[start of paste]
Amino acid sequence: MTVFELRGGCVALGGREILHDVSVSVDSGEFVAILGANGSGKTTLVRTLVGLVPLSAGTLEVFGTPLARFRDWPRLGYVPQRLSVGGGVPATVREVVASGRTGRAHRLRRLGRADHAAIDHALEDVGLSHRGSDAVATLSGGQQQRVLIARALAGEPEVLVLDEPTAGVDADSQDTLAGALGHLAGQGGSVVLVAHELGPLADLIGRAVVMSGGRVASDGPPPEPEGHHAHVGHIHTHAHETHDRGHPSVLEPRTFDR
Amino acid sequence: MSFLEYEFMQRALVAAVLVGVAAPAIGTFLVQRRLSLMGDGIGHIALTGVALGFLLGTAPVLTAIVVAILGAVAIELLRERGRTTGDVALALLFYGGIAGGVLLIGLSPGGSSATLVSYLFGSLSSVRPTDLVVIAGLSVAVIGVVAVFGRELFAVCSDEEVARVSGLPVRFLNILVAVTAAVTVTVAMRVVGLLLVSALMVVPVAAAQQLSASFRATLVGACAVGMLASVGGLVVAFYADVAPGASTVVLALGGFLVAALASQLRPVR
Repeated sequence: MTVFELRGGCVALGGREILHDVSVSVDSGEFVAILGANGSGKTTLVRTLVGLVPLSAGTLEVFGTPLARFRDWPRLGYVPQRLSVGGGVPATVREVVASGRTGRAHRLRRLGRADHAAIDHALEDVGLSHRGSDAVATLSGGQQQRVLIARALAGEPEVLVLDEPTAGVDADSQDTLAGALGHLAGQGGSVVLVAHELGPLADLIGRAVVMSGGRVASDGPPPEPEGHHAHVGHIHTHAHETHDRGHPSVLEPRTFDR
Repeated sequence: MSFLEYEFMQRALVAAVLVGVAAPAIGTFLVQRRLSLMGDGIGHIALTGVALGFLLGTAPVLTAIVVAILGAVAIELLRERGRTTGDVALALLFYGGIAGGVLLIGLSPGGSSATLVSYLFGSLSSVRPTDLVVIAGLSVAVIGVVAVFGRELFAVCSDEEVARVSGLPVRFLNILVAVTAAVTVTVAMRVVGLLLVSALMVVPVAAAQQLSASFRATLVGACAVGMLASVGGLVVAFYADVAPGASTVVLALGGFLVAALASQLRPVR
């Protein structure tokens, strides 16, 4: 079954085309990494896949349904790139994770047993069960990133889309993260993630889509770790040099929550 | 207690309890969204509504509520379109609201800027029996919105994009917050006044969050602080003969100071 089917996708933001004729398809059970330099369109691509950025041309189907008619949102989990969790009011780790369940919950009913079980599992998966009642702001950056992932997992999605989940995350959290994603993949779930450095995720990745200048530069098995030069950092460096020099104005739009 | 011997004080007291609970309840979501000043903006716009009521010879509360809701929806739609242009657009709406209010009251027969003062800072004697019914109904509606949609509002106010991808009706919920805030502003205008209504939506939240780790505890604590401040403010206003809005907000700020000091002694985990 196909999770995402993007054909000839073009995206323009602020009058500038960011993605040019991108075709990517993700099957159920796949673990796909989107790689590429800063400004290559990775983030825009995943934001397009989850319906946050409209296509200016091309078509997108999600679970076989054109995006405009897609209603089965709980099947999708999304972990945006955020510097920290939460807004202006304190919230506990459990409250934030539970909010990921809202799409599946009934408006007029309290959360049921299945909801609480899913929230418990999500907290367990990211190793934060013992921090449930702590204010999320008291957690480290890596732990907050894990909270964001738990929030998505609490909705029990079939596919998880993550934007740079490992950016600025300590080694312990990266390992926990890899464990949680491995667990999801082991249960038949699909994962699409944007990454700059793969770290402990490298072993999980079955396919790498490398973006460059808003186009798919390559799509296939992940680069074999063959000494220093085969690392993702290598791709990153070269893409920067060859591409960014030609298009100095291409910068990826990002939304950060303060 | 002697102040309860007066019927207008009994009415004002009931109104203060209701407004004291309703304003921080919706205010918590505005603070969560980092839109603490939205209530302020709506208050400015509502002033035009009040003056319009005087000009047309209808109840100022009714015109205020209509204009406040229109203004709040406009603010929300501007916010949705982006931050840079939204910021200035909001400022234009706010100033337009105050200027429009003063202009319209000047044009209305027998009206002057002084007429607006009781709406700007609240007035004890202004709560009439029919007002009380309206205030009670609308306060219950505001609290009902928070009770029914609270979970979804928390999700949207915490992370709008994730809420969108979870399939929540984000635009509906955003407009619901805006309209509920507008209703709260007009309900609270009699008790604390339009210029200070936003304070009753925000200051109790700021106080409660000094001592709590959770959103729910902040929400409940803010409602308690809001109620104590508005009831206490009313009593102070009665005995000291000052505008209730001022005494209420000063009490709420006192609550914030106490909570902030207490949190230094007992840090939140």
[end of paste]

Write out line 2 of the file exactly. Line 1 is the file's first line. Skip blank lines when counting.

Amino acid sequence: MSFLEYEFMQRALVAAVLVGVAAPAIGTFLVQRRLSLMGDGIGHIALTGVALGFLLGTAPVLTAIVVAILGAVAIELLRERGRTTGDVALALLFYGGIAGGVLLIGLSPGGSSATLVSYLFGSLSSVRPTDLVVIAGLSVAVIGVVAVFGRELFAVCSDEEVARVSGLPVRFLNILVAVTAAVTVTVAMRVVGLLLVSALMVVPVAAAQQLSASFRATLVGACAVGMLASVGGLVVAFYADVAPGASTVVLALGGFLVAALASQLRPVR